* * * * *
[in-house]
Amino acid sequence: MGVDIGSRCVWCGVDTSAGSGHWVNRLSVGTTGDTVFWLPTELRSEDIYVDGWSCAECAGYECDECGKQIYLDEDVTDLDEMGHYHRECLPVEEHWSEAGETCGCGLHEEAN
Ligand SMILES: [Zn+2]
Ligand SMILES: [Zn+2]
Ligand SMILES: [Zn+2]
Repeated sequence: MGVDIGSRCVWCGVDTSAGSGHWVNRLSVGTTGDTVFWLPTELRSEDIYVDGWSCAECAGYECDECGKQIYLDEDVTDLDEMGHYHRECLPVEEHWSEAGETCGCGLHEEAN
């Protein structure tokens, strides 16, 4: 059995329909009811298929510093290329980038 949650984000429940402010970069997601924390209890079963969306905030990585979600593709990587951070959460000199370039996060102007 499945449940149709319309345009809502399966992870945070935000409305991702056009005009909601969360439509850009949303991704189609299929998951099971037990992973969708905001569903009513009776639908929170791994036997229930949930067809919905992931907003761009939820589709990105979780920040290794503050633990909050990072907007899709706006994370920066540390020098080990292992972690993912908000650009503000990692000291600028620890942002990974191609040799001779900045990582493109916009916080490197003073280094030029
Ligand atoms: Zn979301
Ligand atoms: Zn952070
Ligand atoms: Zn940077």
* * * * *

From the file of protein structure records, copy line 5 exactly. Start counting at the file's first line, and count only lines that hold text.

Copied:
Ligand SMILES: [Zn+2]